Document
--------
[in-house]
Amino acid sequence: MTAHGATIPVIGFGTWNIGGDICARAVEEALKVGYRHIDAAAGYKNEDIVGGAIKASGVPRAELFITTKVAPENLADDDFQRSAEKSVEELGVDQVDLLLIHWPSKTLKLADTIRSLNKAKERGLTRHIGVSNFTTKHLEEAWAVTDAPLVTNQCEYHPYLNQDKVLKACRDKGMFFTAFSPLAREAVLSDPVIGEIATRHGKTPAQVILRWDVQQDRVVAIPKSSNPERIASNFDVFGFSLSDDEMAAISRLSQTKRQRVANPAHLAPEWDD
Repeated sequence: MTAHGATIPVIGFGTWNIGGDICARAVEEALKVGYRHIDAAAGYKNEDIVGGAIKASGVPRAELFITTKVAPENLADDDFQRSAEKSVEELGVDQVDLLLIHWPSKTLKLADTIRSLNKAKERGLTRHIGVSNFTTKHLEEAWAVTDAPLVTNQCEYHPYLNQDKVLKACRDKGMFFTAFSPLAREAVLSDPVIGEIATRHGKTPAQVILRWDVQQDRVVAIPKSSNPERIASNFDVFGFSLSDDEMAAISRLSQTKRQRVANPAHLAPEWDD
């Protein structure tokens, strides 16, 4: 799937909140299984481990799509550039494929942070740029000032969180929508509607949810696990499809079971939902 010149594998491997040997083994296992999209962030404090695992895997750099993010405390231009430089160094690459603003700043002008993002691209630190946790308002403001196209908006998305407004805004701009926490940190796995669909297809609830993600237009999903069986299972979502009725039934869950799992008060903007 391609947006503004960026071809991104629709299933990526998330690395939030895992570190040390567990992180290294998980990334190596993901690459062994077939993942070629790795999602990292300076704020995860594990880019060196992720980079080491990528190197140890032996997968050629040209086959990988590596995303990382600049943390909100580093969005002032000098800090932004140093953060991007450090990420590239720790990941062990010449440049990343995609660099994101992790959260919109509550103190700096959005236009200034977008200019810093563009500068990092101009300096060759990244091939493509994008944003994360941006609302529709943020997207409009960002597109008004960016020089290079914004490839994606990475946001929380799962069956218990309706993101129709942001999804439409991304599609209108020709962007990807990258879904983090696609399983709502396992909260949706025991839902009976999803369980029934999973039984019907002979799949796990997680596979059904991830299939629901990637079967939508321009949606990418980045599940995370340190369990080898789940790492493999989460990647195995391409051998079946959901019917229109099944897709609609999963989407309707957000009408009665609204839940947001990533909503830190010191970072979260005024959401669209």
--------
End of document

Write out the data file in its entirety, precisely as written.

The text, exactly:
[in-house]
Amino acid sequence: MTAHGATIPVIGFGTWNIGGDICARAVEEALKVGYRHIDAAAGYKNEDIVGGAIKASGVPRAELFITTKVAPENLADDDFQRSAEKSVEELGVDQVDLLLIHWPSKTLKLADTIRSLNKAKERGLTRHIGVSNFTTKHLEEAWAVTDAPLVTNQCEYHPYLNQDKVLKACRDKGMFFTAFSPLAREAVLSDPVIGEIATRHGKTPAQVILRWDVQQDRVVAIPKSSNPERIASNFDVFGFSLSDDEMAAISRLSQTKRQRVANPAHLAPEWDD
Repeated sequence: MTAHGATIPVIGFGTWNIGGDICARAVEEALKVGYRHIDAAAGYKNEDIVGGAIKASGVPRAELFITTKVAPENLADDDFQRSAEKSVEELGVDQVDLLLIHWPSKTLKLADTIRSLNKAKERGLTRHIGVSNFTTKHLEEAWAVTDAPLVTNQCEYHPYLNQDKVLKACRDKGMFFTAFSPLAREAVLSDPVIGEIATRHGKTPAQVILRWDVQQDRVVAIPKSSNPERIASNFDVFGFSLSDDEMAAISRLSQTKRQRVANPAHLAPEWDD
């Protein structure tokens, strides 16, 4: 799937909140299984481990799509550039494929942070740029000032969180929508509607949810696990499809079971939902 010149594998491997040997083994296992999209962030404090695992895997750099993010405390231009430089160094690459603003700043002008993002691209630190946790308002403001196209908006998305407004805004701009926490940190796995669909297809609830993600237009999903069986299972979502009725039934869950799992008060903007 391609947006503004960026071809991104629709299933990526998330690395939030895992570190040390567990992180290294998980990334190596993901690459062994077939993942070629790795999602990292300076704020995860594990880019060196992720980079080491990528190197140890032996997968050629040209086959990988590596995303990382600049943390909100580093969005002032000098800090932004140093953060991007450090990420590239720790990941062990010449440049990343995609660099994101992790959260919109509550103190700096959005236009200034977008200019810093563009500068990092101009300096060759990244091939493509994008944003994360941006609302529709943020997207409009960002597109008004960016020089290079914004490839994606990475946001929380799962069956218990309706993101129709942001999804439409991304599609209108020709962007990807990258879904983090696609399983709502396992909260949706025991839902009976999803369980029934999973039984019907002979799949796990997680596979059904991830299939629901990637079967939508321009949606990418980045599940995370340190369990080898789940790492493999989460990647195995391409051998079946959901019917229109099944897709609609999963989407309707957000009408009665609204839940947001990533909503830190010191970072979260005024959401669209």